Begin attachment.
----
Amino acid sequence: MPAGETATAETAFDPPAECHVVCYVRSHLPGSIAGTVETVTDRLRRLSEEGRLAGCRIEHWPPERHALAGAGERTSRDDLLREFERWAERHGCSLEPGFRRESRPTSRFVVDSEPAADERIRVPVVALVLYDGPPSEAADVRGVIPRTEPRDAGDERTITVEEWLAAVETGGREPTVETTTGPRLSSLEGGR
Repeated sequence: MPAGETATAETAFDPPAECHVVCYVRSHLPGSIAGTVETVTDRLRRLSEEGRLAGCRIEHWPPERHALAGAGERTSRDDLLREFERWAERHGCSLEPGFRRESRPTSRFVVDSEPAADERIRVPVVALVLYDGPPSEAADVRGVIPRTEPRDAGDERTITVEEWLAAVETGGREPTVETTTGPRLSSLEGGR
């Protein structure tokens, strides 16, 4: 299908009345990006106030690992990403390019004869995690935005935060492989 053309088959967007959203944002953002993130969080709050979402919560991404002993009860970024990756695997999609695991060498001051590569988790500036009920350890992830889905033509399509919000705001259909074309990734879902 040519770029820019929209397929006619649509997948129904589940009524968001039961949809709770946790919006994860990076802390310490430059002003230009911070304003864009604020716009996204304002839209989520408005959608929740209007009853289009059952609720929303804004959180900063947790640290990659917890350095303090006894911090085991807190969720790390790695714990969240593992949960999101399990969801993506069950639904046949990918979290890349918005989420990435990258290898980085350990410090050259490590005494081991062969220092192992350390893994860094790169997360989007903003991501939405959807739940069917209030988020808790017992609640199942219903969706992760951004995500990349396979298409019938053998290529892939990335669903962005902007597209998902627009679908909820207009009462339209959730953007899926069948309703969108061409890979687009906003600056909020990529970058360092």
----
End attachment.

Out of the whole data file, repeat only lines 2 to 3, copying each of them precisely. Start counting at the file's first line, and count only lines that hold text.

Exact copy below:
Repeated sequence: MPAGETATAETAFDPPAECHVVCYVRSHLPGSIAGTVETVTDRLRRLSEEGRLAGCRIEHWPPERHALAGAGERTSRDDLLREFERWAERHGCSLEPGFRRESRPTSRFVVDSEPAADERIRVPVVALVLYDGPPSEAADVRGVIPRTEPRDAGDERTITVEEWLAAVETGGREPTVETTTGPRLSSLEGGR
């Protein structure tokens, strides 16, 4: 299908009345990006106030690992990403390019004869995690935005935060492989 053309088959967007959203944002953002993130969080709050979402919560991404002993009860970024990756695997999609695991060498001051590569988790500036009920350890992830889905033509399509919000705001259909074309990734879902 040519770029820019929209397929006619649509997948129904589940009524968001039961949809709770946790919006994860990076802390310490430059002003230009911070304003864009604020716009996204304002839209989520408005959608929740209007009853289009059952609720929303804004959180900063947790640290990659917890350095303090006894911090085991807190969720790390790695714990969240593992949960999101399990969801993506069950639904046949990918979290890349918005989420990435990258290898980085350990410090050259490590005494081991062969220092192992350390893994860094790169997360989007903003991501939405959807739940069917209030988020808790017992609640199942219903969706992760951004995500990349396979298409019938053998290529892939990335669903962005902007597209998902627009679908909820207009009462339209959730953007899926069948309703969108061409890979687009906003600056909020990529970058360092």